Enworld.org Review

Review at Enworld.org by James Hargrove delivered a clear, comprehensive and nuanced stand-alone review of the Epic Rules Manual for enworld.org. Here are some excerpts from the review about the Rules Manual and Epic RPG’s system:

As a system, the primary design goal of Epic Role Playing is to present a “flexible and open role playing system that fits the needs of gamers” while striking a balance between verisimilitude and playability.

Now, I’ve played a lot of games and fooled about with many a system, but I haven’t ever seen a product with this specific design goal before. As I’m sure you are, I’m used to seeing games shoot for one end of the playability/verisimilitude spectrum or the other, not exploring the middle ground. In this regard, Epic Role Playing may not be unique, but it’s certainly uncommon - Epic doesn’t make you choose between playability or verisimilitude, rather, it gives you both in one package.

This isn’t an easy line to tow, and Epic does have a few rough spots, but ultimately the folks at Dark Matter Studios seem to have nailed it, providing a system that captures both entertaining meta-constructs and a great deal of verisimilitude, while remaining flexible enough to apply to a setting of your choice. Epic Role Playing obviously won’t please everybody (no game system does), but for some folks it may well be the Holy Grail that they’ve been searching for.

About the Production Values: Overall, I was very impressed with the physical quality of the Epic Role Playing books. The artwork and layout rivals that of much larger publishers and far surpasses that of many small press publishers that I am familiar with. If you need a measuring stick, I feel comfortable saying that the Epic Role Playing rule books are approximately of the same quality as Wizards of the Coast’s early soft-cover class supplements.

About Character Creation: I like the way that the life path system has been implemented in Epic Role Playing. Unlike some life path systems…, the Epic life path focuses on providing only vital information that could conceivably shape a character’s persona, rather than attempting to facilitate the creation of an entire life story or getting bogged down in setting-specific detail. Extremely flexible, the Epic life path system won’t be at odds with your setting of choice unless it is incredibly alien. I can, for example, easily envision using the Epic life path system to create characters for use in Eberron, Greyhawk, or Harn…. The concept [of Guilds and Professions] is incredibly sensible, providing an explanation for how characters actually acquire their initial professional skills in life and tightly weaving what is an assumed social structure in many fantasy settings into the actual mechanics of Epic. While the way occupations are handled is extremely simple in implementation, the sense of reality that it fosters is disproportionately large by comparison. Color me impressed.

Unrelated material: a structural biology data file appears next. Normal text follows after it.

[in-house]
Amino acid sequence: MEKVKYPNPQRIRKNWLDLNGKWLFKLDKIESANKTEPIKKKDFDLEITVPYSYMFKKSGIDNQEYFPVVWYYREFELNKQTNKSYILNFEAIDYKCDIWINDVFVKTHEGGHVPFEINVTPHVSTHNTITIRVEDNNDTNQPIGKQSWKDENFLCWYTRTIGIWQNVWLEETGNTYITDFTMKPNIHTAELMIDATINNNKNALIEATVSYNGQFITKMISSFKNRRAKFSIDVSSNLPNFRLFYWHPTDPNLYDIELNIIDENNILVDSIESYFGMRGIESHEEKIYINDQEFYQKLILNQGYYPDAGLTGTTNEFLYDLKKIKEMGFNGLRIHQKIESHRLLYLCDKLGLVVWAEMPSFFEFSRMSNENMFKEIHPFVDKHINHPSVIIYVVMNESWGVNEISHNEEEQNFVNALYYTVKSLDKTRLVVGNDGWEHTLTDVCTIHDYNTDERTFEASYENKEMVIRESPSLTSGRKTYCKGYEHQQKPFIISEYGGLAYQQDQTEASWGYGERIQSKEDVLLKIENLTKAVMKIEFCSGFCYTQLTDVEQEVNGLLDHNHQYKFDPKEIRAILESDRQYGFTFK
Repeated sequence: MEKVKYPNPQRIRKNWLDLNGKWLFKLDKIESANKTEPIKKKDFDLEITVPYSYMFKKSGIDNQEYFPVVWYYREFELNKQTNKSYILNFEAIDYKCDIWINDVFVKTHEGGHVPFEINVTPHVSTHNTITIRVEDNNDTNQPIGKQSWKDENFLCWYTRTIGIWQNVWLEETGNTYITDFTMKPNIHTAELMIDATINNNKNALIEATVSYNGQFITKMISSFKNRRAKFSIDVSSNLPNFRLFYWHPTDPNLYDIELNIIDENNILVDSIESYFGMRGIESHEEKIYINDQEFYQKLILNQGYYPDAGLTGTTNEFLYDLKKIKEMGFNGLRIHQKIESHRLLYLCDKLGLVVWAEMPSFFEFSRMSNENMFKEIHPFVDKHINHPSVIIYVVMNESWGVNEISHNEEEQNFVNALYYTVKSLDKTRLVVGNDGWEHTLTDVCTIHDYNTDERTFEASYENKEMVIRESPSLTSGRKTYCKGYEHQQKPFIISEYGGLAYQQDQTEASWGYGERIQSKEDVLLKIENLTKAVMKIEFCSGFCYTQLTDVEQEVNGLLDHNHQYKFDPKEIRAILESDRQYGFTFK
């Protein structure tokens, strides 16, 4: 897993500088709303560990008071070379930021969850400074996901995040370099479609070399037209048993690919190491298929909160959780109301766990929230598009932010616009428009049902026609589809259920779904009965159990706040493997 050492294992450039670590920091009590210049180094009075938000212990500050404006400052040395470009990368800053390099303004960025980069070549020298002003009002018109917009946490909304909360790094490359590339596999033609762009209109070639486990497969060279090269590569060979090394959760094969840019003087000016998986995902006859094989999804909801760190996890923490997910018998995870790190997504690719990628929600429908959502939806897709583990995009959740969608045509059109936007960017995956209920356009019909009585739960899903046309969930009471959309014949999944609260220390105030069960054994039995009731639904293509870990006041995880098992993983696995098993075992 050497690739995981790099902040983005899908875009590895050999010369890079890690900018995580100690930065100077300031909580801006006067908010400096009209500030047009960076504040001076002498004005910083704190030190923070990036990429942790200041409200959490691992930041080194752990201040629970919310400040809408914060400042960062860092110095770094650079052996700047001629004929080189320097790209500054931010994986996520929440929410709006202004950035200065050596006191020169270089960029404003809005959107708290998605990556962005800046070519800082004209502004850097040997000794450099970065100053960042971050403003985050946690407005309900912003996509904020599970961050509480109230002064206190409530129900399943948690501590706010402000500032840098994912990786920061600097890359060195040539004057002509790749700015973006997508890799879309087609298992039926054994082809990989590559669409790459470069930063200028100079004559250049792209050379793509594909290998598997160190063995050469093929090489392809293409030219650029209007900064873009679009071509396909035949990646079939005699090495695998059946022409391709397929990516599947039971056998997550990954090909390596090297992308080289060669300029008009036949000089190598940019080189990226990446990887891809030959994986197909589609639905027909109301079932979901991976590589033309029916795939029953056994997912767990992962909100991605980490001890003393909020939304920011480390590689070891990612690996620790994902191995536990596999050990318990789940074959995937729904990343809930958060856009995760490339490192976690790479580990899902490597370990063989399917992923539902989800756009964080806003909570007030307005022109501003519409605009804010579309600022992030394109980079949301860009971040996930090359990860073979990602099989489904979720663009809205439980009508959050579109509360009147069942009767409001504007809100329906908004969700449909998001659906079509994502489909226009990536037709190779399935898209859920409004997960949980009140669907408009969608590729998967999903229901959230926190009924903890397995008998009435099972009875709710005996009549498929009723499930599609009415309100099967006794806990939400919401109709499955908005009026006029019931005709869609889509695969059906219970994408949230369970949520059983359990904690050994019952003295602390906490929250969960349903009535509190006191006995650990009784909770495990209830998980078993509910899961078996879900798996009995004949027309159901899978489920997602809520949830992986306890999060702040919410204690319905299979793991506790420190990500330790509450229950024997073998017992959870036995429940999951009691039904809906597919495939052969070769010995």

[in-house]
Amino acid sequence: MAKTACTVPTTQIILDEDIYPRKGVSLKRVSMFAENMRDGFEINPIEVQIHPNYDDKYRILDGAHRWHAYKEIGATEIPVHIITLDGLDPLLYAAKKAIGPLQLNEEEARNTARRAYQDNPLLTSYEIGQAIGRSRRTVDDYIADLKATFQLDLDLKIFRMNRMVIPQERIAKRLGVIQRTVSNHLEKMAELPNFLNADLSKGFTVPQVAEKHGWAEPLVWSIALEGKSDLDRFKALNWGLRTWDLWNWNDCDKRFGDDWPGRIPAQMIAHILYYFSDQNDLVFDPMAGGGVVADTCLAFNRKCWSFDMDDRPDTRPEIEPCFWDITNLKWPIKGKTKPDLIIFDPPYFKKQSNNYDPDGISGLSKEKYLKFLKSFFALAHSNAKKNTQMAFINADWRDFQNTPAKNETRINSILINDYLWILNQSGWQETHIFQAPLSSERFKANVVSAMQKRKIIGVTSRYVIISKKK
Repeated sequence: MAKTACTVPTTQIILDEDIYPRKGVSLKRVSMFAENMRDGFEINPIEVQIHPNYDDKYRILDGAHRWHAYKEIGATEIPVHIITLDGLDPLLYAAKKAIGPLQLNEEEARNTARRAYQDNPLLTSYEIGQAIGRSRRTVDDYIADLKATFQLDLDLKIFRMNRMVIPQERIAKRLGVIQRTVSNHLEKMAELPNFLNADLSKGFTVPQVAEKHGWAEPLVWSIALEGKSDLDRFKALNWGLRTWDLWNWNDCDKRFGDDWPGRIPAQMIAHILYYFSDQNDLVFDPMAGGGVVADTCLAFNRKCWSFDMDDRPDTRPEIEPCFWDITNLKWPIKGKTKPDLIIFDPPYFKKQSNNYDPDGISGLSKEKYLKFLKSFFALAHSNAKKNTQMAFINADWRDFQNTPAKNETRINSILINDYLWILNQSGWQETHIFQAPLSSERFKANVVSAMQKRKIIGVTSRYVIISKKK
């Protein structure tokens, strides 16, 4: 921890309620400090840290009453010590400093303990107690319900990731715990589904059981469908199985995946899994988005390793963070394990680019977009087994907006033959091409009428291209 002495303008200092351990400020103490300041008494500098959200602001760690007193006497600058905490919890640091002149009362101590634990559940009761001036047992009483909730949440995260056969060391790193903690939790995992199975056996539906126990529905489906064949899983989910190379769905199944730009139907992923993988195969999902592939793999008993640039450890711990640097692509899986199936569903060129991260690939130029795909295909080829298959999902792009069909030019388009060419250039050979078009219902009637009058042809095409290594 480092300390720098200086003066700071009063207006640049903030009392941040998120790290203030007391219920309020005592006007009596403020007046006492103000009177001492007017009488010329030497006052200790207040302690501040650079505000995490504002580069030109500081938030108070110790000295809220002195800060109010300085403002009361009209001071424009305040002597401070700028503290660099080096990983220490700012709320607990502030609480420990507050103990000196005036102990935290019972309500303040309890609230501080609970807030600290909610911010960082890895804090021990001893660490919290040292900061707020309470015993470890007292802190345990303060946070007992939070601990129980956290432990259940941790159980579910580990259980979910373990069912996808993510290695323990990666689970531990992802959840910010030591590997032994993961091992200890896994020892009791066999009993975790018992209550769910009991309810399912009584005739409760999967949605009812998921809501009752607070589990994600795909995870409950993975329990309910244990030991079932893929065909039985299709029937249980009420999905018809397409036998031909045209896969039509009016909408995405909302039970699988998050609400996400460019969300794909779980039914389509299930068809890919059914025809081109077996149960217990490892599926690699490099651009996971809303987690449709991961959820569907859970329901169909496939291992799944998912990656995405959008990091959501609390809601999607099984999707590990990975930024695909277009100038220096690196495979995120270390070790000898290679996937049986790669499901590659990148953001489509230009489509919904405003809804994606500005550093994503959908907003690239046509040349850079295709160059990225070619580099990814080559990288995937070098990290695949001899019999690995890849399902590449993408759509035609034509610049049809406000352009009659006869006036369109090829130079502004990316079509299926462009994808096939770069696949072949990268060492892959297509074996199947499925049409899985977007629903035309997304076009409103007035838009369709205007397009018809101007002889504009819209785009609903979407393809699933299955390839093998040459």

About Tactical Combat: Overall, as both a fan of verisimilitude and an opponent of complexity for complexity’s sake, I’ve found myself very impressed with the approach that Epic takes to both injury and combat.

Epic Advice for the Game Master: Covering everything from basic themes and plot point to story pacing (including The Hero’s Journey as postulated by Campbell), as well as more mundane (yet important) topics such as how to believably integrate new characters into a game midstream; this section of Epic Role Playing Rules Manual is written with those earlier mentioned primary focuses of striking a balance between verisimilitude and playability in mind. If striking that balance in your own games is important to you, you really should read at least this much of the Epic Rules Manual, regardless of what system you actually use.

About Epic Warfare: As a fan of war games, I could probably occupy myself with the Epic warfare rules for hours at a time, as they easily stand on their own as a game. As a roleplayer, I’m thrilled to see a mass combat system that offers me the tactical richness of a war game while remaining simple enough that it won’t intrude upon the roleplaying aspects of a campaign that I choose to implement it in. Chalk this up as another ‘won me over’ feature for Epic.

To Sum Up: It is a rare product that can successfully strike a balance between verisimilitude and playability, and the Epic Rules Manual is such a product. Go to enworld.org to read James Hargrove’s full review.